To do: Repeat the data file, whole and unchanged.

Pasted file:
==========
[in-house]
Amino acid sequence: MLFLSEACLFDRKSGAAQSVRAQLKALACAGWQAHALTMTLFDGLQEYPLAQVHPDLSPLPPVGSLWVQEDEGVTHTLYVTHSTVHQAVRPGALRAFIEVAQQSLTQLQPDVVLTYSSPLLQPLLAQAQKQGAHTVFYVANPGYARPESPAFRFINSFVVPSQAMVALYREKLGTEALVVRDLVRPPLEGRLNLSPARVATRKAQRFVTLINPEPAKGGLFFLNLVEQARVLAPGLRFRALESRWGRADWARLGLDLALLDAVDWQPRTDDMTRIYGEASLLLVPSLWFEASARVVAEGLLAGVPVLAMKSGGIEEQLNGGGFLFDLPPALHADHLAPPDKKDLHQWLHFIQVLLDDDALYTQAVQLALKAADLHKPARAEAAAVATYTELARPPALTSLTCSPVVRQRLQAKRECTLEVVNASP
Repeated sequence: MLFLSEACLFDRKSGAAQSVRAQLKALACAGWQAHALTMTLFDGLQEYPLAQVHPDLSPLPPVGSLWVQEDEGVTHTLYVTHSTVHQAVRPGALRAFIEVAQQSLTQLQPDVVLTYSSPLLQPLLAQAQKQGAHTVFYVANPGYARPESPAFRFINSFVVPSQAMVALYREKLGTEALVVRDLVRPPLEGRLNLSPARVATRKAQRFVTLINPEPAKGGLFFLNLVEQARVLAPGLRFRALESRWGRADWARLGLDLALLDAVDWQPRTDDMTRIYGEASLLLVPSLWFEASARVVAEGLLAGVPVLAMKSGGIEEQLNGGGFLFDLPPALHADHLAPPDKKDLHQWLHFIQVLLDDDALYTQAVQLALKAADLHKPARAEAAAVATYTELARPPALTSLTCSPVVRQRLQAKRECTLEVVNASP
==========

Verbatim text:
[in-house]
Amino acid sequence: MLFLSEACLFDRKSGAAQSVRAQLKALACAGWQAHALTMTLFDGLQEYPLAQVHPDLSPLPPVGSLWVQEDEGVTHTLYVTHSTVHQAVRPGALRAFIEVAQQSLTQLQPDVVLTYSSPLLQPLLAQAQKQGAHTVFYVANPGYARPESPAFRFINSFVVPSQAMVALYREKLGTEALVVRDLVRPPLEGRLNLSPARVATRKAQRFVTLINPEPAKGGLFFLNLVEQARVLAPGLRFRALESRWGRADWARLGLDLALLDAVDWQPRTDDMTRIYGEASLLLVPSLWFEASARVVAEGLLAGVPVLAMKSGGIEEQLNGGGFLFDLPPALHADHLAPPDKKDLHQWLHFIQVLLDDDALYTQAVQLALKAADLHKPARAEAAAVATYTELARPPALTSLTCSPVVRQRLQAKRECTLEVVNASP
Repeated sequence: MLFLSEACLFDRKSGAAQSVRAQLKALACAGWQAHALTMTLFDGLQEYPLAQVHPDLSPLPPVGSLWVQEDEGVTHTLYVTHSTVHQAVRPGALRAFIEVAQQSLTQLQPDVVLTYSSPLLQPLLAQAQKQGAHTVFYVANPGYARPESPAFRFINSFVVPSQAMVALYREKLGTEALVVRDLVRPPLEGRLNLSPARVATRKAQRFVTLINPEPAKGGLFFLNLVEQARVLAPGLRFRALESRWGRADWARLGLDLALLDAVDWQPRTDDMTRIYGEASLLLVPSLWFEASARVVAEGLLAGVPVLAMKSGGIEEQLNGGGFLFDLPPALHADHLAPPDKKDLHQWLHFIQVLLDDDALYTQAVQLALKAADLHKPARAEAAAVATYTELARPPALTSLTCSPVVRQRLQAKRECTLEVVNASP